Prairie Phlox (Phlox pilosa)

Prairie-Phlox

Prairie phlox, also called downy phlox, is a perennial clump-forming that grows well in the full sun. In the late spring, it produces an abundance of tubular, pink to pale purple flowers. These fragrant flowers grow in terminal clusters on upright rigid stems. Each flower consists of a long corolla tube and five flat petal-like lobes. This plant that often grows to be about 16-inches tall also has deep green leaves. Very short white hairs usually cover the leaves, flowers and stem.

Black-eyed Susans (Rudbeckia hirta)

Black-eyed-Susans

Long-lasting, daisy-like rays surround a chocolate-brown center disc on black-eyed Susans. While most are yellow, you can find red, bronze and bicolor options. These blooms that last throughout the summer appear on top of rigid stems on this bushy plant. This plant loves the sun, and it prefers well-drained soils. While most options grow to be about 3-feet tall, you can also find taller choices.

Variegated Maiden Grass (Miscanthus sinensis ‘Variegatus’)

Variegated-Maiden-Grass

This ornamental grass that can grow up to 9-feet tall is a welcome sign, especially in the winter. While this option will grow in some shade, it will grow more upright in full sun. The blades that form a fountain shape on this option are green during the spring and summer, turn orange-bronze in the fall and whiteish in the winter. Cut this clump-forming option back to the ground in mid-March.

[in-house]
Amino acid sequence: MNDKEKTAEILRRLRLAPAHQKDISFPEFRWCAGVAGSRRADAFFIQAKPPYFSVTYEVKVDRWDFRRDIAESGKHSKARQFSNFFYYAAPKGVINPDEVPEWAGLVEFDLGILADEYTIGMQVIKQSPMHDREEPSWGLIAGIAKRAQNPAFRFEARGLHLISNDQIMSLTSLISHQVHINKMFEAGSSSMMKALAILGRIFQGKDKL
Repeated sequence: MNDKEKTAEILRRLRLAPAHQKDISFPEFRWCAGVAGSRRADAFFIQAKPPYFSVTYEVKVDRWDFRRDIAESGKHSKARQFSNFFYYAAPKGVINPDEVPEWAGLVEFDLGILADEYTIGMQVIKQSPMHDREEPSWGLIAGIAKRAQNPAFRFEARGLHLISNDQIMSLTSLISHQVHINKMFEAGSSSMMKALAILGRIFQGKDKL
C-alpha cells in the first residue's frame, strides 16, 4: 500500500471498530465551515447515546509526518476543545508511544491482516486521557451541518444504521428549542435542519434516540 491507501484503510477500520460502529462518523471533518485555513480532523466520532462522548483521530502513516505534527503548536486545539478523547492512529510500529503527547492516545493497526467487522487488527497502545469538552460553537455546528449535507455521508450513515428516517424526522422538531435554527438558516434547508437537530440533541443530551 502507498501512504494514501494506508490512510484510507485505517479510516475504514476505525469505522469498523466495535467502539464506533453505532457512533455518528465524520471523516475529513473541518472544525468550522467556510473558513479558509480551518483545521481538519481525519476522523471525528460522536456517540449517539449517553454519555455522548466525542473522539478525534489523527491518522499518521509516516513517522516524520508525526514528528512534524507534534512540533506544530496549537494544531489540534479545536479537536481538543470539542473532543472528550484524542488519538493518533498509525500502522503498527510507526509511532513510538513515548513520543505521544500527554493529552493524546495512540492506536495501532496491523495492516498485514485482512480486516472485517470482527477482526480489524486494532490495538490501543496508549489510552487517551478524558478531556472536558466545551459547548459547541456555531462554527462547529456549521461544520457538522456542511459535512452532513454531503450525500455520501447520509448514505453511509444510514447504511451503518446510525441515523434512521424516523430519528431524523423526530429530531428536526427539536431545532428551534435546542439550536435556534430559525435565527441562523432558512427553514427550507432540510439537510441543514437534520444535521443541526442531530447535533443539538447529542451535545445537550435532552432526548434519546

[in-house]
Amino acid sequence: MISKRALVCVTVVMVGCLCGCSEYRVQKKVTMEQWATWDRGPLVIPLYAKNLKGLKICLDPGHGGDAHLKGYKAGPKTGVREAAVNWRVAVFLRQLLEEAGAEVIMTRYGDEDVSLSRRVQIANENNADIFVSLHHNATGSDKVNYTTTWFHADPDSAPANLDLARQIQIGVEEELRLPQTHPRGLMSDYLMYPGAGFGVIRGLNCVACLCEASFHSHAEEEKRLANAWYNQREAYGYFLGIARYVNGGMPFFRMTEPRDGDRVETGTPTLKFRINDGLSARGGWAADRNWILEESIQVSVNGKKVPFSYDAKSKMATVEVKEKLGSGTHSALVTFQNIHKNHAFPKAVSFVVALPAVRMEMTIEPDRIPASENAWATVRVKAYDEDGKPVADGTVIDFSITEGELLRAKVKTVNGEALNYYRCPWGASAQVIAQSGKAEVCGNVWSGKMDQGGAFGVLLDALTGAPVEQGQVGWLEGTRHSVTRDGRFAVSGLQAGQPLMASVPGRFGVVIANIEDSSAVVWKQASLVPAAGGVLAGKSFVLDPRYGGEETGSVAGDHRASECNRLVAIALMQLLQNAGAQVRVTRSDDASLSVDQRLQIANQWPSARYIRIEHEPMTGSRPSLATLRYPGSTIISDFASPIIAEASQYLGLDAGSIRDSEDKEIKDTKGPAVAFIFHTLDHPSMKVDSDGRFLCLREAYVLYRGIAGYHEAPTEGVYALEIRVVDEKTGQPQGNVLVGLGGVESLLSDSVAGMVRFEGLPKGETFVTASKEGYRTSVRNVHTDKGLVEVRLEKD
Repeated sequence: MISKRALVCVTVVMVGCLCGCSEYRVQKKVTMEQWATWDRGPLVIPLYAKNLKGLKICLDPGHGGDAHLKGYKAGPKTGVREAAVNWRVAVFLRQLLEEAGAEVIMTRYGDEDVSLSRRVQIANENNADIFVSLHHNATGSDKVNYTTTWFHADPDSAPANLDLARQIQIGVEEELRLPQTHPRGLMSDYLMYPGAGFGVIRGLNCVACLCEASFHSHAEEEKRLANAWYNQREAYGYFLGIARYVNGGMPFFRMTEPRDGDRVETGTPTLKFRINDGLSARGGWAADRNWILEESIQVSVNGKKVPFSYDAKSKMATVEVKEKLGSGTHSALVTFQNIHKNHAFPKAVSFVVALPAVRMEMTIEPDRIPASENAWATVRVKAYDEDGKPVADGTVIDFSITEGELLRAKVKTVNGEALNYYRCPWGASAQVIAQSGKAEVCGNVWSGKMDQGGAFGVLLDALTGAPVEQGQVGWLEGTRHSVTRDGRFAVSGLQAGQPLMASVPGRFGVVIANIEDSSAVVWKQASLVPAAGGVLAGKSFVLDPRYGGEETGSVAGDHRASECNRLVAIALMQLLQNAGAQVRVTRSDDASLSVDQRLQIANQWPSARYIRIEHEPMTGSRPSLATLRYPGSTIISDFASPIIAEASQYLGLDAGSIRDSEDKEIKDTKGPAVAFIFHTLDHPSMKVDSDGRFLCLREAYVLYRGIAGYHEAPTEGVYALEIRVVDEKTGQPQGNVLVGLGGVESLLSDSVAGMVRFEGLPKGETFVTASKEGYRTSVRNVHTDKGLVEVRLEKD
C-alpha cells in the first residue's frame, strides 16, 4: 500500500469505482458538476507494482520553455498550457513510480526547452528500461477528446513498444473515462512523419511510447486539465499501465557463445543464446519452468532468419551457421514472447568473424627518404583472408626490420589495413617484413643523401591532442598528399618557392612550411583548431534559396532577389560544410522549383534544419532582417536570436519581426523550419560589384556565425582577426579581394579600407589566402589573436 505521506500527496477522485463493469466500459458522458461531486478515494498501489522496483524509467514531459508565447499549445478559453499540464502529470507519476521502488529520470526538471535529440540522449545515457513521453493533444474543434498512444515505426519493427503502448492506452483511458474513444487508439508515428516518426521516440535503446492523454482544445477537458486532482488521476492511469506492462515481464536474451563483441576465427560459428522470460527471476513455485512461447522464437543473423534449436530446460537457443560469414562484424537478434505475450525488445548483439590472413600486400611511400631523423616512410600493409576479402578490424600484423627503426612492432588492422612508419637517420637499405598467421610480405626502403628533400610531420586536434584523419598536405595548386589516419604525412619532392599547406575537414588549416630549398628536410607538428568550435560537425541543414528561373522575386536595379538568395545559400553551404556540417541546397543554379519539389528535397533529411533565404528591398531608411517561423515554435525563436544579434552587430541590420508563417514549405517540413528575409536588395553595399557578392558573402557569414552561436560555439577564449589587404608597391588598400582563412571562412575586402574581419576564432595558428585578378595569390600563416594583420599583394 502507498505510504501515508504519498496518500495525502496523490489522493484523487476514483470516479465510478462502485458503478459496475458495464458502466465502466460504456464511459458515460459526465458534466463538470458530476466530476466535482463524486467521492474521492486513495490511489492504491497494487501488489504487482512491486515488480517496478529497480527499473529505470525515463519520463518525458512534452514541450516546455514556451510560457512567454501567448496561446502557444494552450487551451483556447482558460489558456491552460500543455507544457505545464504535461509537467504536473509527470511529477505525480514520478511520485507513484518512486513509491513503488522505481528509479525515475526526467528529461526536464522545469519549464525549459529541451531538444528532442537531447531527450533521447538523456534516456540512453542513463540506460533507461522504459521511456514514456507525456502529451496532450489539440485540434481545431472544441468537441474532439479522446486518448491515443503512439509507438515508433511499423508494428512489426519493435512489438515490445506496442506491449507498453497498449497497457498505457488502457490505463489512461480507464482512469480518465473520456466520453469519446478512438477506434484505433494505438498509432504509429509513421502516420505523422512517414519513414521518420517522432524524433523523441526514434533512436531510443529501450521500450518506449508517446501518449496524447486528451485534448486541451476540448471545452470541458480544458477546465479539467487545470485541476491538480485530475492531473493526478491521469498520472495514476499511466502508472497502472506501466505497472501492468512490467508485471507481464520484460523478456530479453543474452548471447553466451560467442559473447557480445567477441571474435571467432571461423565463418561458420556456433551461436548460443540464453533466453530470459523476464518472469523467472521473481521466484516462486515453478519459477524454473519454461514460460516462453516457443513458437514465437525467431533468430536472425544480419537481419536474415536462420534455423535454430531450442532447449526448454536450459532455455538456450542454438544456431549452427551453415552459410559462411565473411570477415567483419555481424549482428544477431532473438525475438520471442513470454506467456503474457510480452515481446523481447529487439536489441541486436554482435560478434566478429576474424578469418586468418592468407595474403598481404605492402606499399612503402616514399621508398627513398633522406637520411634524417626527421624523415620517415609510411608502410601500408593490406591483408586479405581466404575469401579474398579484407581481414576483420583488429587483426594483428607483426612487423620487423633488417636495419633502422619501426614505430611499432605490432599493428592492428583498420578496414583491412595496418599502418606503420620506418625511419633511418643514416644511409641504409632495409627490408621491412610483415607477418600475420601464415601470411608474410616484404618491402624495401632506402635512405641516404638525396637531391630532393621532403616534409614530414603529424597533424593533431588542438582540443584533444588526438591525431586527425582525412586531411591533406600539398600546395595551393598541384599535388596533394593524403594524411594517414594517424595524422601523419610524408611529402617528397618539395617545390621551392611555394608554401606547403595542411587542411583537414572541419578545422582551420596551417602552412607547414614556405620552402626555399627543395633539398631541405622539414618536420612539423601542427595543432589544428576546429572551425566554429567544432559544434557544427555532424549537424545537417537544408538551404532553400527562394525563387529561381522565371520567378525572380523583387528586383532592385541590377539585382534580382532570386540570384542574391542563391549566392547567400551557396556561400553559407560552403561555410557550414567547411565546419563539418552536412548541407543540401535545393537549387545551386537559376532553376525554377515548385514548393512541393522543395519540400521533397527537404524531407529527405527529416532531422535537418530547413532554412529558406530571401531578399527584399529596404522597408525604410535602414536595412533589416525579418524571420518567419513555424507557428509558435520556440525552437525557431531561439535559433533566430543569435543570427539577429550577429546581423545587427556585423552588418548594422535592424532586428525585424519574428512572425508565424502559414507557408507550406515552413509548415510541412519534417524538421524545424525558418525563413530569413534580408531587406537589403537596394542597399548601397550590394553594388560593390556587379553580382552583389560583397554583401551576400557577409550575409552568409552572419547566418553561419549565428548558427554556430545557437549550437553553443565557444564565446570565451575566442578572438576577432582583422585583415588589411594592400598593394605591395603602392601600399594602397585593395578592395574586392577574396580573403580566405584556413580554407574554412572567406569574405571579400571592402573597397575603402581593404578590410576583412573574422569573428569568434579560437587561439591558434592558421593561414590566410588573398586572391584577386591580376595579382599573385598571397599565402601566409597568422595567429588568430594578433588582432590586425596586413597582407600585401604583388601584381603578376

Sunset Huskmallow (Abelmoschus manihot)

Abelmoschus-manihot

The sunset huskmallow can grow up to 6-feet tall in a single growing season. Cutting it back to the ground in the winter helps to keep this option healthier. This plant puts on yellow blooms with a purple eye in July that will last through most of the autumn. This plant also has deeply dissected five-to-nine-lobe leaves. Be sure to plant it in the sun and keep it moist all the time. This option performs best when you fertilize it regularly.

False yucca (Hesperaloe parviflora)

False-yucca

If you have a sunny area that drains exceptionally well, consider planting false yucca there. This plant that grows to be about 4-feet tall is an evergreen perennial succulent that produces blue-green sword-shaped leaves that can grow up to 3-feet long. The leaves often turn a beautiful reddish-bronze color in the autumn. Out of each clump’s center grows a red flower stem that produces small red or pink tubular flowers in the spring. While the flowers will disappear in the summer, you can expect them to return once temperatures start to cool in the autumn.

Creeping liriope (Liriope spicata)

Creeping-liriope

If you are looking for a great ground covering perennial in Louisiana, then consider creeping liriope. This sun-loving plant spreads quickly by underground rhizomes. This plant has very lush foliage. In the summer, flower spikes rise above the foliage. These spikes bearing pale lavender to white flowers are often hard to see because of the foliage. Berries loved by wildlife typically follow the flowers. This plant that seldom grows over 18-inches tall loves fertile soil.